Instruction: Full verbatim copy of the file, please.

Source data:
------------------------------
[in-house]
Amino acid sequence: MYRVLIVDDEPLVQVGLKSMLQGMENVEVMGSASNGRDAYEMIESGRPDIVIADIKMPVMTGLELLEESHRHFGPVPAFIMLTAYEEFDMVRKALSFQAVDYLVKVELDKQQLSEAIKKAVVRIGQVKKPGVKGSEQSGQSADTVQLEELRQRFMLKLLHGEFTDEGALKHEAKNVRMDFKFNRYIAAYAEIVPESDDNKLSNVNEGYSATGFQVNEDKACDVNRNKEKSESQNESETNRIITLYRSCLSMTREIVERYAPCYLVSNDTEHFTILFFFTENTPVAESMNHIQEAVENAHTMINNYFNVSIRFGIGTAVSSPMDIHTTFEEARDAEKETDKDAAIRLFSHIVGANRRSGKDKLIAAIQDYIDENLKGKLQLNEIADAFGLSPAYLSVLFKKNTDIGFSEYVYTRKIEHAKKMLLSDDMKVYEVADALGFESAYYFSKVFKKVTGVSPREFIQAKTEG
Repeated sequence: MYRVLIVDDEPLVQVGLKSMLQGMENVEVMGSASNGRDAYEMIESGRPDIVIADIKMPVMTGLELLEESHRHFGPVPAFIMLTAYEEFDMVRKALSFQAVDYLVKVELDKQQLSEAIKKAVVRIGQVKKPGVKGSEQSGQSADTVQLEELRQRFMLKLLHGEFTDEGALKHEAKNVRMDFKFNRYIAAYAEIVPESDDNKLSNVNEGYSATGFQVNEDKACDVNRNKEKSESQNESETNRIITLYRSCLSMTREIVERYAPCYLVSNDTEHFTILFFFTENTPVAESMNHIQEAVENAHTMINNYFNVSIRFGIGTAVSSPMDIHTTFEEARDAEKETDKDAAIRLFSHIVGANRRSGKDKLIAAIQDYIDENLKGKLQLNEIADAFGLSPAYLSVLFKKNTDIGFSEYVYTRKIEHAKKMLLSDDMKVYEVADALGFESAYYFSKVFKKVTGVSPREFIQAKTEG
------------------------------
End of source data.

[in-house]
Amino acid sequence: MYRVLIVDDEPLVQVGLKSMLQGMENVEVMGSASNGRDAYEMIESGRPDIVIADIKMPVMTGLELLEESHRHFGPVPAFIMLTAYEEFDMVRKALSFQAVDYLVKVELDKQQLSEAIKKAVVRIGQVKKPGVKGSEQSGQSADTVQLEELRQRFMLKLLHGEFTDEGALKHEAKNVRMDFKFNRYIAAYAEIVPESDDNKLSNVNEGYSATGFQVNEDKACDVNRNKEKSESQNESETNRIITLYRSCLSMTREIVERYAPCYLVSNDTEHFTILFFFTENTPVAESMNHIQEAVENAHTMINNYFNVSIRFGIGTAVSSPMDIHTTFEEARDAEKETDKDAAIRLFSHIVGANRRSGKDKLIAAIQDYIDENLKGKLQLNEIADAFGLSPAYLSVLFKKNTDIGFSEYVYTRKIEHAKKMLLSDDMKVYEVADALGFESAYYFSKVFKKVTGVSPREFIQAKTEG
Repeated sequence: MYRVLIVDDEPLVQVGLKSMLQGMENVEVMGSASNGRDAYEMIESGRPDIVIADIKMPVMTGLELLEESHRHFGPVPAFIMLTAYEEFDMVRKALSFQAVDYLVKVELDKQQLSEAIKKAVVRIGQVKKPGVKGSEQSGQSADTVQLEELRQRFMLKLLHGEFTDEGALKHEAKNVRMDFKFNRYIAAYAEIVPESDDNKLSNVNEGYSATGFQVNEDKACDVNRNKEKSESQNESETNRIITLYRSCLSMTREIVERYAPCYLVSNDTEHFTILFFFTENTPVAESMNHIQEAVENAHTMINNYFNVSIRFGIGTAVSSPMDIHTTFEEARDAEKETDKDAAIRLFSHIVGANRRSGKDKLIAAIQDYIDENLKGKLQLNEIADAFGLSPAYLSVLFKKNTDIGFSEYVYTRKIEHAKKMLLSDDMKVYEVADALGFESAYYFSKVFKKVTGVSPREFIQAKTEG